Communication is the key to translating competition into collaborations

Communication is the key to translating competition into collaborations

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Davina Jackson
Catalyst and Director, D_City, Australia

D_City is promoting the emerging Digital Earth movement, to accelerate applications of post-Google Earth and aerospatial technologies to the challenges of managing our planet’s societies and environments. Its catalyst, Davina Jackson, talks about the importance of media and communications in connecting global intelligence towards eco-smart solutions for cities.

Can you brief us about D_City initiative?

It”s a proposal that was initially discussed among some professors of architecture working in Australia in the early 2000s, to set up a ”national and global digital cities network” of experts collaborating to try to accelerate applications of 21st century technologies to the complex challenges of managing urban environments. We now see the digital cities network as a subset of the GEOSS (global) project that launched in Europe in 2005 (when the D_City project got its first round of Australian funding and when Google Earth was launched in the US).  The trademark D_City has been registered to underpin the media and communications needs of the network. D_City is the brand of a venture to help promote and record timelines of major advances across all the different activities involving digital cities.

The network was launched in 2008. What are the achievements and contributions of this network since the past 5 years, in terms of creating awareness on sustainable development?

The network of participants in Research, Government, Commerce and Commons (citizens and communities) has achieved massive advances in developing solutions for environmental challenges. But these participants are not asked to be ”members” of any organisation called D_City … it is up to D_City the media and communications service, to discover and  promote the participants. Our brand has various mottoes … the main one being ”connecting global intelligence to accelerate solutions for cities”. This is a long term project that has a long way to go.

One of D_City goals is to help governments, academics and corporations to cooperate on eco-solutions. How does D_City play this advocacy role?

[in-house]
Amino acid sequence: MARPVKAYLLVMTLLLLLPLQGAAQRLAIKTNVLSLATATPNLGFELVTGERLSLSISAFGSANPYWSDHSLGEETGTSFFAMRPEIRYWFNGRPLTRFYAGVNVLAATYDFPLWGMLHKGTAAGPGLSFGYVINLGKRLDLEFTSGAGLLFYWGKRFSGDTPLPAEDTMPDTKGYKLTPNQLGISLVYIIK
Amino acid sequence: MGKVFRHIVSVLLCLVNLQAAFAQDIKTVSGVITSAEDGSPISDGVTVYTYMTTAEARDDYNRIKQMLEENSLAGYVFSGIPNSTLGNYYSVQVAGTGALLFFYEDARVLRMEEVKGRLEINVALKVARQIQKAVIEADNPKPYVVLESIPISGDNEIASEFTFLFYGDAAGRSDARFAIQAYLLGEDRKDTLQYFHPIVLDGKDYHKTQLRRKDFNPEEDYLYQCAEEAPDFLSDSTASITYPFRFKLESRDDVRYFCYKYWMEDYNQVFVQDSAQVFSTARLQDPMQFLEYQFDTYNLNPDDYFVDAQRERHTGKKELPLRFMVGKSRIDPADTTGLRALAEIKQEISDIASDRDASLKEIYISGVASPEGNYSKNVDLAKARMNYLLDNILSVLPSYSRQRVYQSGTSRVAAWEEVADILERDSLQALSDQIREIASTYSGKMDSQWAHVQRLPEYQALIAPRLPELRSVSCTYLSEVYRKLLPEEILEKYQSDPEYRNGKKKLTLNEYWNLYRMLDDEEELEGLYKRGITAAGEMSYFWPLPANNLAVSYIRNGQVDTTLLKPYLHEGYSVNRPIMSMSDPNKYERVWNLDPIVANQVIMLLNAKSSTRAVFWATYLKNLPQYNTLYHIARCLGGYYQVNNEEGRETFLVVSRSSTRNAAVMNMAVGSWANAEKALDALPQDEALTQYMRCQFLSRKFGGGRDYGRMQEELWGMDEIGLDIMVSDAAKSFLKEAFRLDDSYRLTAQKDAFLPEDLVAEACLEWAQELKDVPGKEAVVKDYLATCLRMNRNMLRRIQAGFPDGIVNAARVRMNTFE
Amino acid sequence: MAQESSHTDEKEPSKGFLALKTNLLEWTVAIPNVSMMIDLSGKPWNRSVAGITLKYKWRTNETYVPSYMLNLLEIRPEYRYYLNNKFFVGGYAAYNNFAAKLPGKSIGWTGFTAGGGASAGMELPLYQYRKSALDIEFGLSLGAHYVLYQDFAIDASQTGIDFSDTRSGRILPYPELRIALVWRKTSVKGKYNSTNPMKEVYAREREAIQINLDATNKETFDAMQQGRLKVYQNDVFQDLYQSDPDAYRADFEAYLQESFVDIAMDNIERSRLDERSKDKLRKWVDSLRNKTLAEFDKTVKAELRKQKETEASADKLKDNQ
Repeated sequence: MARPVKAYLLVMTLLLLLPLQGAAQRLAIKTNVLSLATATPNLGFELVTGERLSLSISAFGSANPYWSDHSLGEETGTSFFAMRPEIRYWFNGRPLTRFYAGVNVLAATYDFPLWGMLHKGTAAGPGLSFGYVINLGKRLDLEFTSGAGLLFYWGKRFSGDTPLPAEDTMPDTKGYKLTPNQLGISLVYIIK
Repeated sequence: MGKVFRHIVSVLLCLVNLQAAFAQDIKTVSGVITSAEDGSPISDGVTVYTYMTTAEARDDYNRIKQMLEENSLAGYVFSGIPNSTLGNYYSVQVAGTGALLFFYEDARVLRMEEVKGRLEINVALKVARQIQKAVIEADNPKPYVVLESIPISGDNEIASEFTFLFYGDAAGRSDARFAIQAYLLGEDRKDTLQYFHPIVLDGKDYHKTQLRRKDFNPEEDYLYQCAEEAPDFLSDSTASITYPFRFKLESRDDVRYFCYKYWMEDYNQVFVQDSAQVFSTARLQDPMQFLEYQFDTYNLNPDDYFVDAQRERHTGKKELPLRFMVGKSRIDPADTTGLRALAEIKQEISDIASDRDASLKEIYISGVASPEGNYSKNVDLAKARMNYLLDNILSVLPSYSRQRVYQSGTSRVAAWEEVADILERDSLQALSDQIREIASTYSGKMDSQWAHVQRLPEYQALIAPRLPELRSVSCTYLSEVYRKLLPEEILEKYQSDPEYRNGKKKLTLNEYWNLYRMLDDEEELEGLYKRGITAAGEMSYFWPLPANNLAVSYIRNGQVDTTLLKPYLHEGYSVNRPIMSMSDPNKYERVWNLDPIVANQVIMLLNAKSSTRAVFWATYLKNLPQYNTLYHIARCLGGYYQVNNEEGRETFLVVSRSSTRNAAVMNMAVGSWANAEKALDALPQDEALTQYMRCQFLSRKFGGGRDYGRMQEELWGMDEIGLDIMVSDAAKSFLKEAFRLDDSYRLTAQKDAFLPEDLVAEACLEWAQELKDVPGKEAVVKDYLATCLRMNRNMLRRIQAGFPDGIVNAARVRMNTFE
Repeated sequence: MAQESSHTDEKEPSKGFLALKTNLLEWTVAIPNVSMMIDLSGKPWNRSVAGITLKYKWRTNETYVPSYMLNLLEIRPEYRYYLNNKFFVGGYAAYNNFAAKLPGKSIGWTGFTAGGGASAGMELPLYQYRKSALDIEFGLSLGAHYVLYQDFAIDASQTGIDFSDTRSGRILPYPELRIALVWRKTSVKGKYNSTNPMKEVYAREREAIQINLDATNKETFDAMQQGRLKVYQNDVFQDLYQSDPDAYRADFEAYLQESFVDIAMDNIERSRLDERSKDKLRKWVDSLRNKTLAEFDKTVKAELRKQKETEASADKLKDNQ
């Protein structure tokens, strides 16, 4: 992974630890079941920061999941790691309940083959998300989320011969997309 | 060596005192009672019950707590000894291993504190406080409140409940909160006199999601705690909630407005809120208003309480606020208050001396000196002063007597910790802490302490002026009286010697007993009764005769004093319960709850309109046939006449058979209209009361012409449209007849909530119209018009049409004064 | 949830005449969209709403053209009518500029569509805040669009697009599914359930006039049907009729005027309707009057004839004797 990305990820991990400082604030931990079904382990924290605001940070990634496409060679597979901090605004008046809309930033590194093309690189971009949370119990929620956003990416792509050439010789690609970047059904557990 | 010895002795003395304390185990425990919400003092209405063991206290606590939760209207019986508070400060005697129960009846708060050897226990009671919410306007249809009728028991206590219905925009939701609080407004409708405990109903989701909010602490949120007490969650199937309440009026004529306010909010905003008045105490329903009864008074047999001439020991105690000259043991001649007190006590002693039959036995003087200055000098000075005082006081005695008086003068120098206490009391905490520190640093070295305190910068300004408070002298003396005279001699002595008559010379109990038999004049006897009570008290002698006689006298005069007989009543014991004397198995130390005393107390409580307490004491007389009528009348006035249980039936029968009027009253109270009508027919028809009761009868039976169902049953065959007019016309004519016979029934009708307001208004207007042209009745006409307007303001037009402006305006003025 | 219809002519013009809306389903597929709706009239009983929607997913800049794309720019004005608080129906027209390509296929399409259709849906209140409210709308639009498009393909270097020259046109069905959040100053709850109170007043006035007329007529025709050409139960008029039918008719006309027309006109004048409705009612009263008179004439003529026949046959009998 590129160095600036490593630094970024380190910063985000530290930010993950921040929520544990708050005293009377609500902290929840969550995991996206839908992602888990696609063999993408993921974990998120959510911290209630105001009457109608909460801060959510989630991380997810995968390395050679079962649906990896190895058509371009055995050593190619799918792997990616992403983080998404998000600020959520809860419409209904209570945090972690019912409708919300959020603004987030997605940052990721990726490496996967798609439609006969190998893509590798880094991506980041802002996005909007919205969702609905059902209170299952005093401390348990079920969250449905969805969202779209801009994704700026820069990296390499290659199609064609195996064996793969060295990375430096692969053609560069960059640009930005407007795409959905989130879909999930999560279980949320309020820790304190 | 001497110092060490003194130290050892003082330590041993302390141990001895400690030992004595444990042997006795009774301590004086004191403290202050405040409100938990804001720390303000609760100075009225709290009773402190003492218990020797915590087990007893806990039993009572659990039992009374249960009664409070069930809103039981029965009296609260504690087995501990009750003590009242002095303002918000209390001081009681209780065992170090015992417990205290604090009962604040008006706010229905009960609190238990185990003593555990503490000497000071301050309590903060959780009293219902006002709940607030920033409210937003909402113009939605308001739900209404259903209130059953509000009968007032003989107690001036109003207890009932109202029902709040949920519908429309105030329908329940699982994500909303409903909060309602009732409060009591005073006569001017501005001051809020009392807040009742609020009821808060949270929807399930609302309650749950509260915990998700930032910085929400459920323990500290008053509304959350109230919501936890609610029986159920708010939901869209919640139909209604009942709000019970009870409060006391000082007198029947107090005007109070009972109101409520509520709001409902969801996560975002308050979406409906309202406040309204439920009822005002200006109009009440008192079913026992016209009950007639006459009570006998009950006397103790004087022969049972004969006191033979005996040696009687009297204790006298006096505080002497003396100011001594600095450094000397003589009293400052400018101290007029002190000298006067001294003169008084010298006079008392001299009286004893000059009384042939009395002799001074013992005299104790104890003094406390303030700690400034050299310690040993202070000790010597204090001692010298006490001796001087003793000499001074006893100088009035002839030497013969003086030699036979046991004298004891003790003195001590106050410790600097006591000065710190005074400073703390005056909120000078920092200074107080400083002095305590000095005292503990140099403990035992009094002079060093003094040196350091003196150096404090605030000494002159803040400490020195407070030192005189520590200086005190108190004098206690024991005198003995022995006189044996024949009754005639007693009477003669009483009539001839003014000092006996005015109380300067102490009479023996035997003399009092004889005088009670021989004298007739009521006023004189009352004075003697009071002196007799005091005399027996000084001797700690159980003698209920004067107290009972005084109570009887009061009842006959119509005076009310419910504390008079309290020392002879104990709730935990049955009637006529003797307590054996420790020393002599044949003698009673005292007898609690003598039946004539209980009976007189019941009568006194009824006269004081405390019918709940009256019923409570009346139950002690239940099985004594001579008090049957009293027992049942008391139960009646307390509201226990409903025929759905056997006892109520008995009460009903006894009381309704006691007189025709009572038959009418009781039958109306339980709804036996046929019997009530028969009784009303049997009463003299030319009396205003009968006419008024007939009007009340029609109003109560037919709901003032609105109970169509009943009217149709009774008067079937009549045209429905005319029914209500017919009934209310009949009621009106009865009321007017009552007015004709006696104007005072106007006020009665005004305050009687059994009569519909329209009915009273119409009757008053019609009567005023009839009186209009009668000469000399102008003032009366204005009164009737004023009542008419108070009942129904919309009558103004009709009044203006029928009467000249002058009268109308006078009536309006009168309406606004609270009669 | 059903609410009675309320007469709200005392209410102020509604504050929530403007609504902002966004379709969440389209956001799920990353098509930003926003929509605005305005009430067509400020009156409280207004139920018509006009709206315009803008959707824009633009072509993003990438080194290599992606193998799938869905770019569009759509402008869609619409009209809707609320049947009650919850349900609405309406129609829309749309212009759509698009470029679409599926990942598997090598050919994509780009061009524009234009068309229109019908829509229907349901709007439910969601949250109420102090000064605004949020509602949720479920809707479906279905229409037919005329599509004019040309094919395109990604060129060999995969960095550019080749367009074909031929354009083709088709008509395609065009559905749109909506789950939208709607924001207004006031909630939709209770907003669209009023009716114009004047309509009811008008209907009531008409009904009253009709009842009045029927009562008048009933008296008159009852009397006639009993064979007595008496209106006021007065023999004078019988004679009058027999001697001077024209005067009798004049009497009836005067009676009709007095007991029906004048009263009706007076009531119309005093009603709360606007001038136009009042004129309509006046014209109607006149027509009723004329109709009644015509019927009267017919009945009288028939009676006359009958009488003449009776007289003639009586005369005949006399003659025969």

By communications. As the ”catalyst” I have evangelised many potentials to many international organisations but in future the role of D_City will need to be more seriously and diversely operated via one or a number of global media organisations. We envisage the idea of a loose network of media organisations contributing to the vision according to their own special capabilities and audiences … Geospatial World conceptually already is one of the media companies contributing to the vision.

D_City is active in promoting the emerging Digital Earth movement. Why do you think this movement is important for the future generation?

Digital Earth is the term given by Al Gore in 1992 for a vision that is now being led by the ISDE secretariat at the Chinese Academy of Sciences, co-ordinated far more broadly by the Group on Earth Observations in Geneva (via its GEOSS project) and most recently includes the Future Earth project launched by the International Council for Science in Paris, with many co-operating organisations involved in all these projects. And Google Earth is the best known commercial platform contributing to the vision. It”s inevitable and essential (for humanity”s survival) that next generations of internet-enabled citizens understand much more than their elders about how the whole Earth works. They will need to reform existing systems of planning and managing environments and resources … including human resources of course.